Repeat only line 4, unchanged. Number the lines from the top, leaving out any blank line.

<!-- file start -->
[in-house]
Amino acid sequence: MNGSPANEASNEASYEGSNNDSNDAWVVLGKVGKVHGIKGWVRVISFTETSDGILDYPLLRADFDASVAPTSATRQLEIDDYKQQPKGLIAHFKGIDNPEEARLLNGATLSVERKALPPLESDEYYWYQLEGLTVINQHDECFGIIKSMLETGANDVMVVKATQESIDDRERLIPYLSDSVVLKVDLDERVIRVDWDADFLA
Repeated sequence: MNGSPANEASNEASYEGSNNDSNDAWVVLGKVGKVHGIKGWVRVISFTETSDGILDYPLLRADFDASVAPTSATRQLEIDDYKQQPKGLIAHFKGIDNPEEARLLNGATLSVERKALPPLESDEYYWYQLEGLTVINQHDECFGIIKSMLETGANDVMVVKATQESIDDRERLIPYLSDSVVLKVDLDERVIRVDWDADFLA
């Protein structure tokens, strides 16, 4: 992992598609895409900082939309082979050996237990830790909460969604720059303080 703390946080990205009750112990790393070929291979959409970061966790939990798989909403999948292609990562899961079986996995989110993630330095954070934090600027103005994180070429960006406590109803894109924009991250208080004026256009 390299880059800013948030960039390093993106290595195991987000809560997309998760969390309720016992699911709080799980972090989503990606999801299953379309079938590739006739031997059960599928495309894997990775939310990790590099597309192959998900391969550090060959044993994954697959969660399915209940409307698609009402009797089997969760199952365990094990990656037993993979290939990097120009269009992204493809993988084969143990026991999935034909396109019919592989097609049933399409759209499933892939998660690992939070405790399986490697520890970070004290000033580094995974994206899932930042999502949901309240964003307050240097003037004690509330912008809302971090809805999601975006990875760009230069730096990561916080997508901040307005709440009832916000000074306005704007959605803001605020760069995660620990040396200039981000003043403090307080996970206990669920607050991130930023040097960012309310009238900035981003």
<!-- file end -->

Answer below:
């Protein structure tokens, strides 16, 4: 992992598609895409900082939309082979050996237990830790909460969604720059303080 703390946080990205009750112990790393070929291979959409970061966790939990798989909403999948292609990562899961079986996995989110993630330095954070934090600027103005994180070429960006406590109803894109924009991250208080004026256009 390299880059800013948030960039390093993106290595195991987000809560997309998760969390309720016992699911709080799980972090989503990606999801299953379309079938590739006739031997059960599928495309894997990775939310990790590099597309192959998900391969550090060959044993994954697959969660399915209940409307698609009402009797089997969760199952365990094990990656037993993979290939990097120009269009992204493809993988084969143990026991999935034909396109019919592989097609049933399409759209499933892939998660690992939070405790399986490697520890970070004290000033580094995974994206899932930042999502949901309240964003307050240097003037004690509330912008809302971090809805999601975006990875760009230069730096990561916080997508901040307005709440009832916000000074306005704007959605803001605020760069995660620990040396200039981000003043403090307080996970206990669920607050991130930023040097960012309310009238900035981003």